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Math Help - the integral of a^u where u is a function of x

  1. #1
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    the integral of a^u where u is a function of x

    The integral of a^u where u is a function of x is given as

    1/ln(a) a^u + C

    but if I take the derivative of that using the product rule we have C=0 because it's a constant and the derivative of 1/ln(a) = 0

    so f'g=0 and for fg' we have

    ua^(u-1)/ln(a) which does not look equal to a^u (but maybe it is).

    I'm assuming u is a function of x but I'm setting it as u = x so that u' =1

    taking the derivative of the integral should give back the original integral function correct? what am I doing wrong?




    thanks!
    Last edited by kingsolomonsgrave; July 19th 2013 at 03:28 AM.
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  2. #2
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    Re: the integral of a^u where u is a function of x

    Quote Originally Posted by kingsolomonsgrave View Post
    The integral of a^u where u is a function of x is given as
    1/ln(a) a^u + C

    but if I take the derivative of that using the product rule we have C=0 because it's a constant and the derivative of 1/ln(a) = 0
    so f'g=0 and for fg' we have
    You are missing the point. Forget the product rule.

    If a>0~\&~f(x)=a^x then f'(x)=a^x\ln(a).
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    Re: the integral of a^u where u is a function of x

    I see!

    The integral of a^x ln(a) is a^x therefore the integral of a^x is a^x times 1/ln(a)
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    Re: the integral of a^u where u is a function of x

    Quote Originally Posted by kingsolomonsgrave View Post
    I see!

    The integral of a^x ln(a) is a^x therefore the integral of a^x is a^x times 1/ln(a)
    Note that this rule only holds for u = x. Any other function of x requires the chain rule.

    -Dan
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    Re: the integral of a^u where u is a function of x

    Quote Originally Posted by kingsolomonsgrave View Post
    The integral of a^u where u is a function of x is given as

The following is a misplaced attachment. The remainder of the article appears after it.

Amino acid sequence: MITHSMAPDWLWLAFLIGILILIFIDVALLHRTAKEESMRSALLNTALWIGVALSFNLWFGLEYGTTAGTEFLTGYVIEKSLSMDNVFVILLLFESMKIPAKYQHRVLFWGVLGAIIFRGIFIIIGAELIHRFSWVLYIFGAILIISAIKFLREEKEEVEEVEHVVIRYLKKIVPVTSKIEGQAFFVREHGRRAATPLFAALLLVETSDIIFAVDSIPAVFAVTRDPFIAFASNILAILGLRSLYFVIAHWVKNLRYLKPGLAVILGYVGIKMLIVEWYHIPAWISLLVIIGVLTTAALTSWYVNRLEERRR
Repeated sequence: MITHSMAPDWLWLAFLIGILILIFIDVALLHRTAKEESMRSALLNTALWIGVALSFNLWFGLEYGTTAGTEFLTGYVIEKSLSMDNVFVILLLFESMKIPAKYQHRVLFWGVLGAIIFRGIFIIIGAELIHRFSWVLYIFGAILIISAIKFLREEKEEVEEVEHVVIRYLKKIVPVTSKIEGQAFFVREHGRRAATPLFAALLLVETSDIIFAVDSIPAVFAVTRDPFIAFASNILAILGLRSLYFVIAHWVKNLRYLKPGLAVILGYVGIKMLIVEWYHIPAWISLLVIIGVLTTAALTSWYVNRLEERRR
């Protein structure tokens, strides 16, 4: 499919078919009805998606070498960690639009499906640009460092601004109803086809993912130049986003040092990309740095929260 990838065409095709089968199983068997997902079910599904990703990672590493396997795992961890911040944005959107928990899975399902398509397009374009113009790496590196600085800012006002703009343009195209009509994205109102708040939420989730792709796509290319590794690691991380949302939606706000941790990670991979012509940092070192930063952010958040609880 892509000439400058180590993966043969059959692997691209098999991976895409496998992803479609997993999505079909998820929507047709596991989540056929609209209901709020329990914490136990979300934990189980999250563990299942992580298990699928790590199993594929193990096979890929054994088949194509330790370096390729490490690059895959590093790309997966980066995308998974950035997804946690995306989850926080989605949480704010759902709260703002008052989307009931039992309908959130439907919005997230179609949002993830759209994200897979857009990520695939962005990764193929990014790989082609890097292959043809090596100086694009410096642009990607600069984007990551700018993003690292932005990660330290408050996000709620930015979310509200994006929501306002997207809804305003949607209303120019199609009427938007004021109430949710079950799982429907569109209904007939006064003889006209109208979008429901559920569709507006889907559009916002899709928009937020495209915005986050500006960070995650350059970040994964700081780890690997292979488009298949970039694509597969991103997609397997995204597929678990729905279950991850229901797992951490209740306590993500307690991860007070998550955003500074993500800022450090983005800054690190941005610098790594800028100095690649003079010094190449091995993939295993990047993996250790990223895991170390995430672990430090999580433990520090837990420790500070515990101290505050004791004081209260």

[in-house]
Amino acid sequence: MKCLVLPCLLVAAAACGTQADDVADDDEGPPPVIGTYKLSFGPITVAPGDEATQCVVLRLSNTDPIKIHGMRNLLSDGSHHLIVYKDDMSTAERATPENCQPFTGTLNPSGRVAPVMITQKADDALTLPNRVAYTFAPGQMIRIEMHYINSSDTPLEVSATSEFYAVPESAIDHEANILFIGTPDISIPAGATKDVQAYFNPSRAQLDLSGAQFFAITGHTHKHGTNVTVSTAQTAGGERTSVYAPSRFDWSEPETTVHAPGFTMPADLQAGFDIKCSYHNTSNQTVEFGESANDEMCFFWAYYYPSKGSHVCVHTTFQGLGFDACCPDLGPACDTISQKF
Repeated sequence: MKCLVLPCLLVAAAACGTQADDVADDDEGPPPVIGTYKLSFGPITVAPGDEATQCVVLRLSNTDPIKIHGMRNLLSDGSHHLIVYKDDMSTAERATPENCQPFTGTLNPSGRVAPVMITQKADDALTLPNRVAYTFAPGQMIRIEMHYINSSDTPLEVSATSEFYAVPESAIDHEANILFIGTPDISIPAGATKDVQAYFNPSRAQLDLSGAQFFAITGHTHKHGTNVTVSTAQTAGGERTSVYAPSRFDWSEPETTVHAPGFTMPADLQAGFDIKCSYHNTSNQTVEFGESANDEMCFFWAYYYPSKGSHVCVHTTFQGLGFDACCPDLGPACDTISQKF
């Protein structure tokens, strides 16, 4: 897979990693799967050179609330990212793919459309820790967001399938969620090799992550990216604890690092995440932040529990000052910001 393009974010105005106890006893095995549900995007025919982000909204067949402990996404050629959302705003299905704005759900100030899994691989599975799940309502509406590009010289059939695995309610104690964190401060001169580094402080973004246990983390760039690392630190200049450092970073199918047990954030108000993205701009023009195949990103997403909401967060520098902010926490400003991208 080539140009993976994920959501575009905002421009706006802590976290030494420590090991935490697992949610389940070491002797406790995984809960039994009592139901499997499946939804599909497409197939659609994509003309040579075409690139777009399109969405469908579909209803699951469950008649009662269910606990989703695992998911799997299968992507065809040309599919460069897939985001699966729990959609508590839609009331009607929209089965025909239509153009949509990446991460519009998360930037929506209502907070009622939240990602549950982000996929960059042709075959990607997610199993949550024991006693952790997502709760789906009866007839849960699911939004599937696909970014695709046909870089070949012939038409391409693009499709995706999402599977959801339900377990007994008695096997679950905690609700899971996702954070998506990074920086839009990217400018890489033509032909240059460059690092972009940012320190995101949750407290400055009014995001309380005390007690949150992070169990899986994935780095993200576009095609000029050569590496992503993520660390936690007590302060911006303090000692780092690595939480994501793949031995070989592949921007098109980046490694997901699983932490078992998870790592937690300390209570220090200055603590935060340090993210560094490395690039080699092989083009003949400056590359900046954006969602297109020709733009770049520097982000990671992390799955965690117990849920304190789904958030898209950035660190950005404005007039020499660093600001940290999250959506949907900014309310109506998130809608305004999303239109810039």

1/ln(a) a^u + C
    The integral with respect to what variable? The integral of e^u with respect to u is (1/ln(a))a^u+ C:
    \int a^u du= \frac{1}{ln(a)} a^u+ C

    The integral with respect to x will depend upon exactly what function of x u is.

    but if I take the derivative of that using the product rule we have C=0 because it's a constant and the derivative of 1/ln(a) = 0
    Why use the product rule? Here 1/ln(a) is a constant and the rule (Cf(x))'= Cf'(x) is much simpler.

    so f'g=0 and for fg' we have

    ua^(u-1)/ln(a) which does not look equal to a^u (but maybe it is).
    Wrong rule. The derivative of u^a, with respect to u, is au^{a- 1} but that only applies when the variable is in the base and the exponent is constant. The derivative of a^x is ln(a) a^x.

    I'm assuming u is a function of x but I'm setting it as u = x so that u' =1

    taking the derivative of the integral should give back the original integral function correct? what am I doing wrong?




    thanks!
    Thanks from topsquark
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    Re: the integral of a^u where u is a function of x

    Quote Originally Posted by kingsolomonsgrave View Post
    The integral of a^u where u is a function of x is given as

    1/ln(a) a^u + C

    but if I take the derivative of that using the product rule we have C=0 because it's a constant and the derivative of 1/ln(a) = 0

    so f'g=0 and for fg' we have

    ua^(u-1)/ln(a) which does not look equal to a^u (but maybe it is).

    I'm assuming u is a function of x but I'm setting it as u = x so that u' =1

    taking the derivative of the integral should give back the original integral function correct? what am I doing wrong?




    thanks!
    \displaystyle \begin{align*} \int{a^x\,dx} &= \int{ e^{\ln{ \left( a^x \right) } } \, dx} \\ &= \int{ e^{x\ln{(a)}}\,dx} \\ &= \frac{1}{\ln{(a)}}\,e^{x\ln{(a)}} + C \\ &= \frac{1}{\ln{(a)}} \, e^{\ln{ \left( a^x \right) } } + C \\ &= \frac{1}{\ln{(a)}}\,a^x + C \end{align*}
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